Wednesday, December 26, 2007
Tuesday, December 25, 2007
Wednesday, December 19, 2007
- Forcing lenders to make sure that subprime borrowers set aside money to pay for taxes and insurance.
- Restricting lenders from penalizing certain subprime borrowers — those with tarnished credit or low incomes — who pay off their loans early. The restriction would apply to loans that meet certain conditions, including that the penalty expire at least 60 days before any possible payment increase.
- Barring lenders from making loans when they don’t have proof of a borrower’s income.
- Prohibiting lenders from engaging in a pattern or practice of lending without considering a borrower’s ability to repay a home loan from sources other than the home’s value.
Tuesday, December 18, 2007
Saturday, December 15, 2007
A couple pictures of the Garden level condo at 83 Halsey Street.
Two bedrooms and two small bathrooms, plus access to half of the backyard. Each apartment has its own water heater and boiler. Do you think this is worth $625K?
Friday, December 14, 2007
The bathroom on the garden floor was terrible. The previous owners put together the bathroom hastiliy--the shower blocked off the sink, the toilet was squished into a corner, the tiles were terrible, and in general, it was very cramped. The job was also half-done; apparently the owners were considering a renovation, but gave up or decided it wasn't worth it.
We called in our mason, Mr. R, immediately. He suggested that we move the wall out so that the bathroom would seem bigger. Mrs. Reno thought that was a good idea, but I didn't want to take space away from the kitchen. In the end, we extended the wall near the toilet.
Our plumber, Mr. H, moved the shower plumbing into the wall near the door of the bathroom so we could knock down the wall that blocked the view of the sink. We also decided to take the sheetrock down from the wall above the tub to expose the brick. Exposed brick is an easy way to introduce color to a bathroom without painting it. We've done this before and tenants have loved it.
Anyway, the bathroom came with one serious perk: a working jacuzzi tub. We thought it was broken and couldn't be saved, but Mr. H came to the rescue. Not only did he fix the tub, he showed us how to work its settings. Once cleaned, it sparkled like new.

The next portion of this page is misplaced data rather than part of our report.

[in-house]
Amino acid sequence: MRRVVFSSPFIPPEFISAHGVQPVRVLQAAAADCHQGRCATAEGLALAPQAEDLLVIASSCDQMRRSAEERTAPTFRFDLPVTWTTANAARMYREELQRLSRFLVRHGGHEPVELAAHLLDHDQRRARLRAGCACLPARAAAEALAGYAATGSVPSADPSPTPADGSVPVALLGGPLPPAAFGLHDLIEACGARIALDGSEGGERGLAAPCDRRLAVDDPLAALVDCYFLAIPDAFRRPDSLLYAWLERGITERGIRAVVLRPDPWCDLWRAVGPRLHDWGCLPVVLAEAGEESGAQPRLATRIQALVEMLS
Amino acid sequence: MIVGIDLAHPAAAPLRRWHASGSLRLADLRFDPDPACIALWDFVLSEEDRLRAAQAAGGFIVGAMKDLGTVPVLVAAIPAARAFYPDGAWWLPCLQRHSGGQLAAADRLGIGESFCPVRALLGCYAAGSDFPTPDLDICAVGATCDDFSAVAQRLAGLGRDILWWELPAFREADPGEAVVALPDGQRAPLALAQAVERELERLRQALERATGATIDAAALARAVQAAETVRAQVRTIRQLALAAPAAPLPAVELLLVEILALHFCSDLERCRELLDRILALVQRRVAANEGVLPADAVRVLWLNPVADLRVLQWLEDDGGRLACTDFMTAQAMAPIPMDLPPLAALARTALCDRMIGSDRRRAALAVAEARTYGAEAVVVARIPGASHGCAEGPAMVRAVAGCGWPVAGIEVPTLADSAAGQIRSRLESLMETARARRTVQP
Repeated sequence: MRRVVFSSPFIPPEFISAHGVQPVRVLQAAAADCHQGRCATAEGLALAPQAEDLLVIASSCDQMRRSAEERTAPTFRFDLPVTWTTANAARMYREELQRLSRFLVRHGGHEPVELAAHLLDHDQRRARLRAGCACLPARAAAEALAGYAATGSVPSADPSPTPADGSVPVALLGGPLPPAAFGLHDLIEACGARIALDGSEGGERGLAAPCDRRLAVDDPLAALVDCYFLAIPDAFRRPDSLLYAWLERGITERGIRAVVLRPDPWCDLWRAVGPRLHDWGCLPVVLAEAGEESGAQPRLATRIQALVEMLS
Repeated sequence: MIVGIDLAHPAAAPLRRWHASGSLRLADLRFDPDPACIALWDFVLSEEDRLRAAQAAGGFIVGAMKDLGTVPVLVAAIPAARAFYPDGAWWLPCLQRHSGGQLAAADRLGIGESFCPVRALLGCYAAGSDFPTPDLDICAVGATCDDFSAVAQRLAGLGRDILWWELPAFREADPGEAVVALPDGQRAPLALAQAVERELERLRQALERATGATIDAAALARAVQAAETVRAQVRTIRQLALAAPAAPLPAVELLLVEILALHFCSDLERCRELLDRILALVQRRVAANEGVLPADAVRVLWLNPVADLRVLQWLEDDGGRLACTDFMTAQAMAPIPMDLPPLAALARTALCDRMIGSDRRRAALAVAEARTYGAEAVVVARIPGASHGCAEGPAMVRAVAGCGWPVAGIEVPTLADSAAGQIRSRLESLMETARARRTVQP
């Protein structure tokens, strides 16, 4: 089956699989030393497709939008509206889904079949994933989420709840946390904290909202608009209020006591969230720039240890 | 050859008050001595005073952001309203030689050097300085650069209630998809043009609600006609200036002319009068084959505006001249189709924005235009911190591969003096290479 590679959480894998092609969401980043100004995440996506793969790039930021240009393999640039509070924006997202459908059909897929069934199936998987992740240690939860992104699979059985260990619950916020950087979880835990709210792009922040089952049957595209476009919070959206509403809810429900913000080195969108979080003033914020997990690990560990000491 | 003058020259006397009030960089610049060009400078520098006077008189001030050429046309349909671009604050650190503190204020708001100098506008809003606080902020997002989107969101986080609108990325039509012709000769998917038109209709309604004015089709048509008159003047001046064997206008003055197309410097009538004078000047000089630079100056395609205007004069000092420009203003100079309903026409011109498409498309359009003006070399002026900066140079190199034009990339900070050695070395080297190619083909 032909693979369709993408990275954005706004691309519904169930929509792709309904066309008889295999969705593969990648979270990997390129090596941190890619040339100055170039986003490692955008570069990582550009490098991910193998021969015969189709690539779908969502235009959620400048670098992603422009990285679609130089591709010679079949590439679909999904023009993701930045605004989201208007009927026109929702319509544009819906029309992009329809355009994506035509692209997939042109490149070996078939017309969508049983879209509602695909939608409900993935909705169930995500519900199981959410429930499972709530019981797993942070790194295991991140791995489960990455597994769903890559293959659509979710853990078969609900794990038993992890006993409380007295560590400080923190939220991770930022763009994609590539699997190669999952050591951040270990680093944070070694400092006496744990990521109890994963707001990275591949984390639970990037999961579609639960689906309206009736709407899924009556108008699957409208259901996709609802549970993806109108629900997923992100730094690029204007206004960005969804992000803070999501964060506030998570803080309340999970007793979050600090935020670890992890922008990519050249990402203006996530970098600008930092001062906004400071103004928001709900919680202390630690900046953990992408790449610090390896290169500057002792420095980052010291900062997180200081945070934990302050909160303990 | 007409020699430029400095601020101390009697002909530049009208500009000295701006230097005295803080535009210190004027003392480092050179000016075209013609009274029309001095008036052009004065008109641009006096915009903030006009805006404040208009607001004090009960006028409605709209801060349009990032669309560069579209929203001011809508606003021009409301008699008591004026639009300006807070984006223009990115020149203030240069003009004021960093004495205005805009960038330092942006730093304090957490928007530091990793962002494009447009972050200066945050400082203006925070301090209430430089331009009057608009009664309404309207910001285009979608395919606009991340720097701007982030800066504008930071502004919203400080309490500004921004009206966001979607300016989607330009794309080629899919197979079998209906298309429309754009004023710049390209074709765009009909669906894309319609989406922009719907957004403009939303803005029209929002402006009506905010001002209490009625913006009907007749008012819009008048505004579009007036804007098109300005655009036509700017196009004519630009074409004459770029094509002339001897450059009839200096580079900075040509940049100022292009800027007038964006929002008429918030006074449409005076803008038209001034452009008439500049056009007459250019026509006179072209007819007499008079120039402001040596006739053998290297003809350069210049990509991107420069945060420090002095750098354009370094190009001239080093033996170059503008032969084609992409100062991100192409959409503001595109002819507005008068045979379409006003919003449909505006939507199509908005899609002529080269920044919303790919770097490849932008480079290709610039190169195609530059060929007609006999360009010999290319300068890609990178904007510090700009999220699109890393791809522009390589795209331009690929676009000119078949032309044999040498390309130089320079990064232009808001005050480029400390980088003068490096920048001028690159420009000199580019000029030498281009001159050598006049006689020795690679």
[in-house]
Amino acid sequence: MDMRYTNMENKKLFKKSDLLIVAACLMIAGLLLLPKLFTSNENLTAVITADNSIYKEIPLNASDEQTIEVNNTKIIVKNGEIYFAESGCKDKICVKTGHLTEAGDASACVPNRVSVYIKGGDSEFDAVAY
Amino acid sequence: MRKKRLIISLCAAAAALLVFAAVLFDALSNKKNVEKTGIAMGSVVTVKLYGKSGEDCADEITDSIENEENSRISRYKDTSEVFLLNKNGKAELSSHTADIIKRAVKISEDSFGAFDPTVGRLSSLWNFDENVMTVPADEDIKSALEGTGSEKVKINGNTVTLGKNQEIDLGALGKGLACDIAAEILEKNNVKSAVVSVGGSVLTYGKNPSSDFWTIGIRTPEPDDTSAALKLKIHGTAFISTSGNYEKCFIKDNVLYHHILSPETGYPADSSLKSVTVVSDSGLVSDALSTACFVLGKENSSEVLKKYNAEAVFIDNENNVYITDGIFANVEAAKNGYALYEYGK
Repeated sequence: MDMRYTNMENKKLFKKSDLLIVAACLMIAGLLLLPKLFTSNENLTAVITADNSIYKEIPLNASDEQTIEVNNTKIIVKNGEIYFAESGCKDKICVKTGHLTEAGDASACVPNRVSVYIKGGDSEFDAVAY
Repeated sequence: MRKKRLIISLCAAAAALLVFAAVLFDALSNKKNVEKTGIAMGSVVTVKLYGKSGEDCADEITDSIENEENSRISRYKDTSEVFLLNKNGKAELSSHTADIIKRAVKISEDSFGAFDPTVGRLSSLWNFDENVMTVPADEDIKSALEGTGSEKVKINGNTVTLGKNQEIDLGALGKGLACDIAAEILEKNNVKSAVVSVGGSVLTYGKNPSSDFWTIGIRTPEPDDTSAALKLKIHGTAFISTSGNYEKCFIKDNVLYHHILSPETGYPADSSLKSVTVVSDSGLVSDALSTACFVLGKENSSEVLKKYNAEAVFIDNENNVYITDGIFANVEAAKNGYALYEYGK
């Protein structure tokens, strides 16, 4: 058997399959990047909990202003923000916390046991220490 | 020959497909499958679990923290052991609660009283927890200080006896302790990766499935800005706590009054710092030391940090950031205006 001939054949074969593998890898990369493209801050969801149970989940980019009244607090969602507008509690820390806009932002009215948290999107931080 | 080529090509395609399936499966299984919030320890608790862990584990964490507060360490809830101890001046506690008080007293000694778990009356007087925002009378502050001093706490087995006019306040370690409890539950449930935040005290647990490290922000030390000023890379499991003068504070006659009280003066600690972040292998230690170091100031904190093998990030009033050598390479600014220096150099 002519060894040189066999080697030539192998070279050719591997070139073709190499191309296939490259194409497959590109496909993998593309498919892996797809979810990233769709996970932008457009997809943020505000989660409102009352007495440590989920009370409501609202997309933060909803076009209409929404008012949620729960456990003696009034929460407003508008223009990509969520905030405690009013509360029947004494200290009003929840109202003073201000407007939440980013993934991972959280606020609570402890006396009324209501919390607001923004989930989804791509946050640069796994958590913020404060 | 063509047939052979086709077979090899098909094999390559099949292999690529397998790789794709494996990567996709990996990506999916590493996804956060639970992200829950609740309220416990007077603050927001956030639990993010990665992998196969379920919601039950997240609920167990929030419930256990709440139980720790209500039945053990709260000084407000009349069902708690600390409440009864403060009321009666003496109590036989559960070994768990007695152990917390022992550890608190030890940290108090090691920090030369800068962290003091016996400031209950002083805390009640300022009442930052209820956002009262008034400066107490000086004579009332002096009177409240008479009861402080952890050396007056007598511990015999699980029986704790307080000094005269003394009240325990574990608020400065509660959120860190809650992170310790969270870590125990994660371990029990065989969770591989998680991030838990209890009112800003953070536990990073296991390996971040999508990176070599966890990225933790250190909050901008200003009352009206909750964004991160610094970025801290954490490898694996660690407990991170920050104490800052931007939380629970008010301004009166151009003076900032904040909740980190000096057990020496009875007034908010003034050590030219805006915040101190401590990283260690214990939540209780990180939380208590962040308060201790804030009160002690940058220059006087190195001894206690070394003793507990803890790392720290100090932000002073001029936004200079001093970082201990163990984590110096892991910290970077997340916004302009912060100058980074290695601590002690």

Our electrician, B., came through several weeks later to complete the wiring for the track lighting in the bathroom. It probably took Mr. R. about a month to finish the bathroom, but as you can see, it was worth the wait.
Tuesday, December 11, 2007
Mrs. Reno and I are all about buying fixer-uppers for a couple reasons: they're still somewhat affordable by NYC standards, and there are some real gems out there. Before the subprime mess, the easiest part of buying a fixer-upper was getting the financing and closing.
But fixer-uppers are a challenge. After you close, the house is in your hands with all its defects--known and unknown. Most people imagine that they're going to hit the ground running and begin renovating ASAP. But, typically, it's not so easy. Usually you'll find that there are plumbing, heating, and roofing issues that your engineer and inspector conveniently missed. You'll also find that the seller didn't leave enough money in escrow to cover the problems you've discovered.
Resolving these problems will eat up your time and a whole lot of your money. If you're trying to renovate quickly for rental income, prepare yourself to pay your mortgage for a couple months before you can take a break. For example, when Mrs. Reno and I brought our brownstone we discovered that the roof, which the seller agreed to fix, was leaking because they used large nails to fasten the asphalt roof. Never assume that what you agree to at closing will actually be done as you asked. Our assumption about our roof cost us about $1500.
When unexpected issues pop up, don't panic. Take your time to resolve them even with the threat of months of mortgage looming over your head. In the long run, it'll pay off.
Monday, December 10, 2007
Over the past few weeks we've noticed two browstone/townhouses turning condo on Halsey Street, between Bedford and Marcy Avenues. Over the weekend, we saw 83 Halsey Street, and today we noticed an ad for 145 Halsey Street. Both these buildings were featured and discussed on the Bed-Stuy Blog.
We went to an open house at 83 Halsey Street on Saturday. This four story brownstone has been divided into four condo apartments listed at market prices: $499,000, $445,000, $655,00 and $625,00. Prices aside, each apartment featured some pretty nice perks: gas burning fireplaces, stainless steel appliances, decks for the higher floors and private backyard entrances for the lower floors. The investors also went to a lot of trouble to preserve the wood detailing, such as the original sliding doors and stained glass windows. However, there was a downside: the bathrooms were really small, and the garden apartment features a standing shower. The tiling and fixtures in the bathrooms were no show stoppers either. According to Property Shark, 83 Halsey Street LLC, brought the building for $630,000 on February 23, 2006. The apartment on the top floor, a two bedroom, two bath, is already under contract at $499,000.
Wednesday, December 5, 2007
Monday, December 3, 2007
The Fall Colors in Prospect Park
A few weeks ago I took a walk through Prospect Park. The fall colors were so beautiful, I had to take pictures to share with you.
Click here to view the Prospect Park slideshow.